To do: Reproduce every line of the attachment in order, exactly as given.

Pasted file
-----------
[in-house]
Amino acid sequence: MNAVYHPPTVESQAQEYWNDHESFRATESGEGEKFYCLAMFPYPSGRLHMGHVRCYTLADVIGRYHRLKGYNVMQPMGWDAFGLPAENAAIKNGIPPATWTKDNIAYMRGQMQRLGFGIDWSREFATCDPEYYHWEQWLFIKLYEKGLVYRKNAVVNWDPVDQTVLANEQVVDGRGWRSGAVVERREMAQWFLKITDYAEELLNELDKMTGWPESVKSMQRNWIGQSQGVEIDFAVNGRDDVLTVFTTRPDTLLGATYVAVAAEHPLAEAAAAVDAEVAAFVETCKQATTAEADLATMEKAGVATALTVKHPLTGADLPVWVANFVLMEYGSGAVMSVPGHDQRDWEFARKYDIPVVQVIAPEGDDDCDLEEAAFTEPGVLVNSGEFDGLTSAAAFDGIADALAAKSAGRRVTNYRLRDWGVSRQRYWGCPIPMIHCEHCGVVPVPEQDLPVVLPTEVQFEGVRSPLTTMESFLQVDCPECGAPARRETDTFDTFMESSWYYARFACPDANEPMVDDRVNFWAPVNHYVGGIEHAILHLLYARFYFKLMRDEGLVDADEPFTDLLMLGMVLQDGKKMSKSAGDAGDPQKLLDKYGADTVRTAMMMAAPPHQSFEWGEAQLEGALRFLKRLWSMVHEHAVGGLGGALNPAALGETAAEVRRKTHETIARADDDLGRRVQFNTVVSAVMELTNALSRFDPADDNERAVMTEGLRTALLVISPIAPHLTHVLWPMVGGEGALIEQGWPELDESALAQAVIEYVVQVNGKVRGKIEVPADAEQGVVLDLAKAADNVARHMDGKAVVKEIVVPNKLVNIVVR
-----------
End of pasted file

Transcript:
[in-house]
Amino acid sequence: MNAVYHPPTVESQAQEYWNDHESFRATESGEGEKFYCLAMFPYPSGRLHMGHVRCYTLADVIGRYHRLKGYNVMQPMGWDAFGLPAENAAIKNGIPPATWTKDNIAYMRGQMQRLGFGIDWSREFATCDPEYYHWEQWLFIKLYEKGLVYRKNAVVNWDPVDQTVLANEQVVDGRGWRSGAVVERREMAQWFLKITDYAEELLNELDKMTGWPESVKSMQRNWIGQSQGVEIDFAVNGRDDVLTVFTTRPDTLLGATYVAVAAEHPLAEAAAAVDAEVAAFVETCKQATTAEADLATMEKAGVATALTVKHPLTGADLPVWVANFVLMEYGSGAVMSVPGHDQRDWEFARKYDIPVVQVIAPEGDDDCDLEEAAFTEPGVLVNSGEFDGLTSAAAFDGIADALAAKSAGRRVTNYRLRDWGVSRQRYWGCPIPMIHCEHCGVVPVPEQDLPVVLPTEVQFEGVRSPLTTMESFLQVDCPECGAPARRETDTFDTFMESSWYYARFACPDANEPMVDDRVNFWAPVNHYVGGIEHAILHLLYARFYFKLMRDEGLVDADEPFTDLLMLGMVLQDGKKMSKSAGDAGDPQKLLDKYGADTVRTAMMMAAPPHQSFEWGEAQLEGALRFLKRLWSMVHEHAVGGLGGALNPAALGETAAEVRRKTHETIARADDDLGRRVQFNTVVSAVMELTNALSRFDPADDNERAVMTEGLRTALLVISPIAPHLTHVLWPMVGGEGALIEQGWPELDESALAQAVIEYVVQVNGKVRGKIEVPADAEQGVVLDLAKAADNVARHMDGKAVVKEIVVPNKLVNIVVR